SIDON, Lebanon: Palestinians in the refugee camp of Ain al-Hilweh rejoiced Tuesday, celebrating a fatal attack conducted in Israel by the Popular Front for the Liberation of Palestine with music, dancing and sweets.
Two armed Palestinians killed four people and wounded eight others in a Jerusalem synagogue earlier that day, after a month of unrest in the holy city.
Residents in the south Lebanon camp of Ain al-Hilweh – Lebanon’s largest refugee settlement – drove around in motorcycles carrying sound amplifiers, playing revolutionary songs out in the streets.
“As long as there is Israeli occupation, attacks on the Al-Aqsa Mosque and killing of our people, it’s the right of this people, whose land is occupied, to defend it by all means,” PFLP leader in Sidon Abdallah al-Dannan told The Daily Star. It’s the Palestinians’ right to retaliate to the crimes of the Zionist enemy, such as abusing children and attacking the Al-Aqsa Mosque, he said.
Cheering refugees also raised photos of PFLP leader Ahmad Saadat, who has been detained by Israeli forces since 2008, when he was accused of several terrorist attacks, notably the assassination of a former Israeli tourism minister.
Members of the PFLP handed out candies to passers-by and danced dabke to the music with students and other camp residents.
Israeli Prime Minister Benjamin Netanyahu blamed Palestinian President Mahmoud Abbas for fueling the violent act, and promised to respond with a “heavy hand.” However, the attack, which came amid an escalating dispute over occupied Jerusalem’s holiest site, was condemned by Abbas.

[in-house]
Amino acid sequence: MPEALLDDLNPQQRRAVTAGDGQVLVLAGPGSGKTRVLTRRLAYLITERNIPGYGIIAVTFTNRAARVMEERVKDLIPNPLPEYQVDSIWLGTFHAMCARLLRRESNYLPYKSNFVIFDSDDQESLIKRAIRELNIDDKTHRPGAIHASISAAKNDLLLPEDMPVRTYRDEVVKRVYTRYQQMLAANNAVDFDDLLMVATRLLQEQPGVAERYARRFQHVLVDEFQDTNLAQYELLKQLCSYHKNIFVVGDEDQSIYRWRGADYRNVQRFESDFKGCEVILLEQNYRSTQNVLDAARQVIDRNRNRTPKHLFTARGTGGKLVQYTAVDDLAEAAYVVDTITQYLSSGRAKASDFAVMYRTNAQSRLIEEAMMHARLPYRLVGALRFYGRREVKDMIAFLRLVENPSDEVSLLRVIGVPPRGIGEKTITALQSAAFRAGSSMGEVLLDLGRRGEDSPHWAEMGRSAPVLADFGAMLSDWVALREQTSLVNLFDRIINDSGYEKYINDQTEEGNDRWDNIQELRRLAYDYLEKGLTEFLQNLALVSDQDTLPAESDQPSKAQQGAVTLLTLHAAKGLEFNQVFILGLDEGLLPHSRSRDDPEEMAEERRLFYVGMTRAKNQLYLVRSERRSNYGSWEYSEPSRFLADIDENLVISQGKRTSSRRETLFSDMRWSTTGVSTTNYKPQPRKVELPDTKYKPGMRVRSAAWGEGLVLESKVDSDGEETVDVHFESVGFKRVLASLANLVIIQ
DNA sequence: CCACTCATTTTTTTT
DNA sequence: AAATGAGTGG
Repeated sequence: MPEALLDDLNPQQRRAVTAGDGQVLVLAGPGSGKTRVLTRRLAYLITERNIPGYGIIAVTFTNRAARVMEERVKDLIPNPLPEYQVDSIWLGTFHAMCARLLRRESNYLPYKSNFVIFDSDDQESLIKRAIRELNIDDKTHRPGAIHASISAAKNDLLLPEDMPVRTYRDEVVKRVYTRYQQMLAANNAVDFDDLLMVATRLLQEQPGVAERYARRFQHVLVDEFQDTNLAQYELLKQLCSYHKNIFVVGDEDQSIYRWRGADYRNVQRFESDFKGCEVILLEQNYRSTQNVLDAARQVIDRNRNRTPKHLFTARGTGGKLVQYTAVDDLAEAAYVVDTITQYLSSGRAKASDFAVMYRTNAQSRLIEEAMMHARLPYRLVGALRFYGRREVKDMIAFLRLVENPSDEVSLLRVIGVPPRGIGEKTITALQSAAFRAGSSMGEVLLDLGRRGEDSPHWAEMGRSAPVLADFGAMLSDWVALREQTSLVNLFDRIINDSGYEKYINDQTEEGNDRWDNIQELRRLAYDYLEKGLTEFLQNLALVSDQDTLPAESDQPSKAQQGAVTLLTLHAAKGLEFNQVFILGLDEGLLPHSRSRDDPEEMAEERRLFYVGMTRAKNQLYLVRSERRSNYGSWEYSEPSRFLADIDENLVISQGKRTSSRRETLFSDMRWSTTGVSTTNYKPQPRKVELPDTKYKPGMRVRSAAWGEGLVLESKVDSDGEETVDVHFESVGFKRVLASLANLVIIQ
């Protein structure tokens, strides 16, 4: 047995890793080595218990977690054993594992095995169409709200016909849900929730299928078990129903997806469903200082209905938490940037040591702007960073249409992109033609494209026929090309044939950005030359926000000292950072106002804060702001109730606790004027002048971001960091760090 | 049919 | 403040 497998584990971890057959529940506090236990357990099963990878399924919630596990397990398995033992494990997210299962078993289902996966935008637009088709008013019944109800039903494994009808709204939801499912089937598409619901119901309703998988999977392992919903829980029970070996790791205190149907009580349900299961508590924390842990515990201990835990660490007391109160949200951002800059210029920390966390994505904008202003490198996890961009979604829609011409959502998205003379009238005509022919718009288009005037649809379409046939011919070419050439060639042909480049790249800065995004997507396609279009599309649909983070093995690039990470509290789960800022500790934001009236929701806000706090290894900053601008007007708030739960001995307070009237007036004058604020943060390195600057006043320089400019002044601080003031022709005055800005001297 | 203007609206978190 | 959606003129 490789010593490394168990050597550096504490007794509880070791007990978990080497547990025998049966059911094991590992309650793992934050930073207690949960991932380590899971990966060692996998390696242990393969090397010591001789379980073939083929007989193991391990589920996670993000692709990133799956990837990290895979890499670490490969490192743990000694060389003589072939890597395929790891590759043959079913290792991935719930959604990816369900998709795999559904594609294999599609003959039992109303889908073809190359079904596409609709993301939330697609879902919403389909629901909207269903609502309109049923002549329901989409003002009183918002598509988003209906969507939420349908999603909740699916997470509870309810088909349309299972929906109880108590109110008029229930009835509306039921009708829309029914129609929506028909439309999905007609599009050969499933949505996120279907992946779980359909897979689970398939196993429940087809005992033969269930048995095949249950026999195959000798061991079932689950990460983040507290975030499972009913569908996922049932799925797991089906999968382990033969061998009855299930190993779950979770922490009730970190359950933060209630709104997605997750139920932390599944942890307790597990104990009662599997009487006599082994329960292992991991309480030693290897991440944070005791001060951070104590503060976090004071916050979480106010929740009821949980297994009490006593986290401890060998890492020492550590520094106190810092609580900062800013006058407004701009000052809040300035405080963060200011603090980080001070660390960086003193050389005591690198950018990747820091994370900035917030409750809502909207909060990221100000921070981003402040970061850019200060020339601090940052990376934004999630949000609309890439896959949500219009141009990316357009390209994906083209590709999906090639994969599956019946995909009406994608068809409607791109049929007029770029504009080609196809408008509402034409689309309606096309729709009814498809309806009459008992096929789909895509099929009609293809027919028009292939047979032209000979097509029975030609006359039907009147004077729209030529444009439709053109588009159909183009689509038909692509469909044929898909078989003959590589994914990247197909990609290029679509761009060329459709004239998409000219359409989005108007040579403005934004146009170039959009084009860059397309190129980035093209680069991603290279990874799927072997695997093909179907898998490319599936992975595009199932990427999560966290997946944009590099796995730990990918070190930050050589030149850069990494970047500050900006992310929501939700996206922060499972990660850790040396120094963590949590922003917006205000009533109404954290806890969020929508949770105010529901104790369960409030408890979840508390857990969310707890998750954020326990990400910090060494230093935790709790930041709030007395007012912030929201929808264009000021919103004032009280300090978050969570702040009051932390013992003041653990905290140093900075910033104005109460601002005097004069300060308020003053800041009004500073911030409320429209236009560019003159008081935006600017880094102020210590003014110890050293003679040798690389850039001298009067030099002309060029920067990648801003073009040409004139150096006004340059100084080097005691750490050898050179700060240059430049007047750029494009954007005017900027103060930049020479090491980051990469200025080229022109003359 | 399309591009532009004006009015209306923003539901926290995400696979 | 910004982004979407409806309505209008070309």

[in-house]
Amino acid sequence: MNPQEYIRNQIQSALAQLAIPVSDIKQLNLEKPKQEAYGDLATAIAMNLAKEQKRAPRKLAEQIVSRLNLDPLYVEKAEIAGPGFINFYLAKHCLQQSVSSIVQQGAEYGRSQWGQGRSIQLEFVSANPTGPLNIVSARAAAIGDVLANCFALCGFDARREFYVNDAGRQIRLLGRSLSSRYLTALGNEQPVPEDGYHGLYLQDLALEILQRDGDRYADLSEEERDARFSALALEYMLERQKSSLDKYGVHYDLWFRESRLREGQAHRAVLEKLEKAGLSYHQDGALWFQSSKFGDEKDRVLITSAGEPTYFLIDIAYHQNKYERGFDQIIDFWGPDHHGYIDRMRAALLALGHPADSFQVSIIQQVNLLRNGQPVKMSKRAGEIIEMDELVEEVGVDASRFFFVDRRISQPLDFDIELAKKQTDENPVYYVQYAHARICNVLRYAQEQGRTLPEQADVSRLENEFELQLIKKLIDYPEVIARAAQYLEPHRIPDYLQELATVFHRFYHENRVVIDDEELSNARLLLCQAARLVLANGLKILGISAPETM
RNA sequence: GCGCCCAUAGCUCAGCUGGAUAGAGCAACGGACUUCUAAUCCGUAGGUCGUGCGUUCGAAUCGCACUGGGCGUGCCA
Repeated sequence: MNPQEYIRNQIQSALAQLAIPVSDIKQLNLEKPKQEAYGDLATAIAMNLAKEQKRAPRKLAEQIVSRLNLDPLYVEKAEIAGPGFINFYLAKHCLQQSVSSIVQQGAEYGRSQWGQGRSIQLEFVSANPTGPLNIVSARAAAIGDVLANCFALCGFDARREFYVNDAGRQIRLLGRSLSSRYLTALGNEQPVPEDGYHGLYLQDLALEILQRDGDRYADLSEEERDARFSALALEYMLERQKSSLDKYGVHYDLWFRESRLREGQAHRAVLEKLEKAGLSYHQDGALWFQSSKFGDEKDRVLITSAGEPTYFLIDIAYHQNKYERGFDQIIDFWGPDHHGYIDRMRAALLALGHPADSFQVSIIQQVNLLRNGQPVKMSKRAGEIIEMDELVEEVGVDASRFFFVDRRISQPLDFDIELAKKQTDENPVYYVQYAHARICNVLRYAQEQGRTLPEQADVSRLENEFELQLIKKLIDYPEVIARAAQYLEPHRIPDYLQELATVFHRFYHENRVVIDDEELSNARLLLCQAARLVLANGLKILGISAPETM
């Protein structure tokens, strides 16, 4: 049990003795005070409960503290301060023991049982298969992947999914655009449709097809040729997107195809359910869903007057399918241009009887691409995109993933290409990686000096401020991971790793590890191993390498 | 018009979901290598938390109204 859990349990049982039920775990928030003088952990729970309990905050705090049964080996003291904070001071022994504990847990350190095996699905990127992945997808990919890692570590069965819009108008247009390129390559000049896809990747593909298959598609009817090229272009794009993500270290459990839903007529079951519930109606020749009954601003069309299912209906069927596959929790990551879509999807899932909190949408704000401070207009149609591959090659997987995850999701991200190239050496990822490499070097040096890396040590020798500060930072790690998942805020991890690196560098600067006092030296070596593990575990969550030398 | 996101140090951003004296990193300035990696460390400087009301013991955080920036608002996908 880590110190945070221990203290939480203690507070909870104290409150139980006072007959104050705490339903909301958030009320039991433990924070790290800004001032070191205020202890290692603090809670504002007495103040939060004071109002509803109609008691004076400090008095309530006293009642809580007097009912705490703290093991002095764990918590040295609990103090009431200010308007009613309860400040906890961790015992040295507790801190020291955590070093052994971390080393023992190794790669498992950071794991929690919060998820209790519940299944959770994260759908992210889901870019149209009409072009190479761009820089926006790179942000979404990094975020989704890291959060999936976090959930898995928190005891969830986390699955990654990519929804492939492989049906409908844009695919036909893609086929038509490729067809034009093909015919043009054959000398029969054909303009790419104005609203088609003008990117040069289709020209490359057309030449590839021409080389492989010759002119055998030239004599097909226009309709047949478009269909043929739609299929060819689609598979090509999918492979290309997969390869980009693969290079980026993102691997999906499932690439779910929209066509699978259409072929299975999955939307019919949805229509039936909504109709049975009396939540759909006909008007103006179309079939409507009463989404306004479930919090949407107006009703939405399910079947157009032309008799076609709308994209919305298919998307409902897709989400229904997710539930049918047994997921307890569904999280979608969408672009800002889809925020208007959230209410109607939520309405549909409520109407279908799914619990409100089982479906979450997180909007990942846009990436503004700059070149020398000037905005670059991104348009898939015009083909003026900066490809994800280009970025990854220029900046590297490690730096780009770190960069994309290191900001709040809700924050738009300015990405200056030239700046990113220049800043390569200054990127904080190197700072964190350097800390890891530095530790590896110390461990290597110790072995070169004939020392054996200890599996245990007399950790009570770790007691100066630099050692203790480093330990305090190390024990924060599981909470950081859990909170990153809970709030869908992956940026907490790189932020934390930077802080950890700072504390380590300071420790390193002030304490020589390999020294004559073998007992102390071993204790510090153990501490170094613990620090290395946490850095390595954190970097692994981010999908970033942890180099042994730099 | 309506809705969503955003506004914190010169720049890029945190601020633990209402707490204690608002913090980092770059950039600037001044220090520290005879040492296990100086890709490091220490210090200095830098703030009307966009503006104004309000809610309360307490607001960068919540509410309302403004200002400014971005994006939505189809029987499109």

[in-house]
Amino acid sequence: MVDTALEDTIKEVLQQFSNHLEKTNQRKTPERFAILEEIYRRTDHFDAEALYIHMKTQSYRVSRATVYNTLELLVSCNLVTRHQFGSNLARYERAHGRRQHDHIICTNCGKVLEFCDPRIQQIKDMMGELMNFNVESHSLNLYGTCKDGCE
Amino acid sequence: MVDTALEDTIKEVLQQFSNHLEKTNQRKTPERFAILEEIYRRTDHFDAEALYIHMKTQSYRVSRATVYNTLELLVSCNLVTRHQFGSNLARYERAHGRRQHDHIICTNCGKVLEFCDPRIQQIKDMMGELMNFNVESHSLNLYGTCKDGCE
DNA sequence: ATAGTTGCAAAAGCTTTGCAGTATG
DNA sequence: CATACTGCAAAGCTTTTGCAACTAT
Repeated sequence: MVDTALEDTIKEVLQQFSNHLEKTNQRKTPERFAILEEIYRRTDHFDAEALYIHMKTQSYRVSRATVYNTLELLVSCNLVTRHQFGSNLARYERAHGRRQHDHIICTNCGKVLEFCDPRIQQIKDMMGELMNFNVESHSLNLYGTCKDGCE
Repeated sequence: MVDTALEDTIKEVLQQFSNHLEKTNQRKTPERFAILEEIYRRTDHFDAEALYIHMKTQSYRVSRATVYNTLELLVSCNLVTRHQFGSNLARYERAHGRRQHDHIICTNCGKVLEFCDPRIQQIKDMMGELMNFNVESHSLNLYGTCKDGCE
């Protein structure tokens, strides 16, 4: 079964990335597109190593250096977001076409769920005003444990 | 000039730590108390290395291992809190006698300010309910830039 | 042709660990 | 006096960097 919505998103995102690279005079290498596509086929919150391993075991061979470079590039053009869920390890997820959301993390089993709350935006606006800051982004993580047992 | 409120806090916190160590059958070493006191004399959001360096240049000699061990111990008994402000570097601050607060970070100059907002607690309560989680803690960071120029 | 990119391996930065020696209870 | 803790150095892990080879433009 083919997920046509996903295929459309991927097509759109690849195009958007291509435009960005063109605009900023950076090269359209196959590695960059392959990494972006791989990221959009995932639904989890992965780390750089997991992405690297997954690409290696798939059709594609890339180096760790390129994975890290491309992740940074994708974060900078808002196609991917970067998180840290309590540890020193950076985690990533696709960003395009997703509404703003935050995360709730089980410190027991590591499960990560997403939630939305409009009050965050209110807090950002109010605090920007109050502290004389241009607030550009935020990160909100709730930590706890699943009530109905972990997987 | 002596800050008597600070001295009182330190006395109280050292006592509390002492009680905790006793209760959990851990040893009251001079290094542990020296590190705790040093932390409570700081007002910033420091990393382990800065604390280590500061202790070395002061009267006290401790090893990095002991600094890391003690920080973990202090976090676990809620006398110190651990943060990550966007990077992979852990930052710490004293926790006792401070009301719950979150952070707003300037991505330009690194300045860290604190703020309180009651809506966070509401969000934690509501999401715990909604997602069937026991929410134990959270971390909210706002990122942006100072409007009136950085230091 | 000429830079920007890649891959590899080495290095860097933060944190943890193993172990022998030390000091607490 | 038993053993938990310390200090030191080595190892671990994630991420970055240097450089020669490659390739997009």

Dannan confirmed that his organization was behind the attack. “We are known for fasting and celebrating with food after an important operation with good planning and good execution,” he said.
“We are the ones who killed Zionist Tourism Minister Rehavam Zeevi in Jerusalem in 2001,” he added.
Founded in 1967 by George Habash, the PFLP is a Palestinian revolutionary leftist organization and the second largest of the groups forming the Palestine Liberation Organization, Fatah being the largest. The PFLP has generally taken a hard line on Palestinian national issues, opposing the more moderate stance of Fatah.
Dannan said the PFLP wasn’t worried about a possible Israeli response to the attack. “We do not fear or give importance to any Zionist threats,” Dannan said, “We just think of how to defend our people.”
In the camp’s vegetable market, shoppers were listening carefully to the news of the attack. “May the hands that executed the killing be kissed,” said Nawal Ahmad, a woman in the market. “This is a normal response by our people who are resisting.”
Abed Maqdeh, the secretary-general of the Palestinian Coalition in Sidon, praised the PFLP attack in Jerusalem. “We won’t forget Palestine,” he said.